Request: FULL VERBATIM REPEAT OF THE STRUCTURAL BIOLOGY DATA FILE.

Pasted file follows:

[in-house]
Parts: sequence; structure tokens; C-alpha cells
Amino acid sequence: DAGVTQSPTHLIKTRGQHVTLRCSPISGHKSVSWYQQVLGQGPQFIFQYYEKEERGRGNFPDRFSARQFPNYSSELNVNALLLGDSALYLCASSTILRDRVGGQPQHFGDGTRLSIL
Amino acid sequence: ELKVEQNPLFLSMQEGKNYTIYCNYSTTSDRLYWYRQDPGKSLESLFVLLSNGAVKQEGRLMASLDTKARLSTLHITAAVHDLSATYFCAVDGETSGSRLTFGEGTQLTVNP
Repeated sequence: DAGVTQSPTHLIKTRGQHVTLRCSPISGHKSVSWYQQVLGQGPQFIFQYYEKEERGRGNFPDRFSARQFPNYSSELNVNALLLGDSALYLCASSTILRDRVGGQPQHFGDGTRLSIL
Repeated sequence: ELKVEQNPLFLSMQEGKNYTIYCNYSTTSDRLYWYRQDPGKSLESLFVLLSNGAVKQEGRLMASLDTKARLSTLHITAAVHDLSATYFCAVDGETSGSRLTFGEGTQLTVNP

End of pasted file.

[in-house]
Parts: sequence; structure tokens; C-alpha cells
Amino acid sequence: DAGVTQSPTHLIKTRGQHVTLRCSPISGHKSVSWYQQVLGQGPQFIFQYYEKEERGRGNFPDRFSARQFPNYSSELNVNALLLGDSALYLCASSTILRDRVGGQPQHFGDGTRLSIL
Amino acid sequence: ELKVEQNPLFLSMQEGKNYTIYCNYSTTSDRLYWYRQDPGKSLESLFVLLSNGAVKQEGRLMASLDTKARLSTLHITAAVHDLSATYFCAVDGETSGSRLTFGEGTQLTVNP
Repeated sequence: DAGVTQSPTHLIKTRGQHVTLRCSPISGHKSVSWYQQVLGQGPQFIFQYYEKEERGRGNFPDRFSARQFPNYSSELNVNALLLGDSALYLCASSTILRDRVGGQPQHFGDGTRLSIL
Repeated sequence: ELKVEQNPLFLSMQEGKNYTIYCNYSTTSDRLYWYRQDPGKSLESLFVLLSNGAVKQEGRLMASLDTKARLSTLHITAAVHDLSATYFCAVDGETSGSRLTFGEGTQLTVNP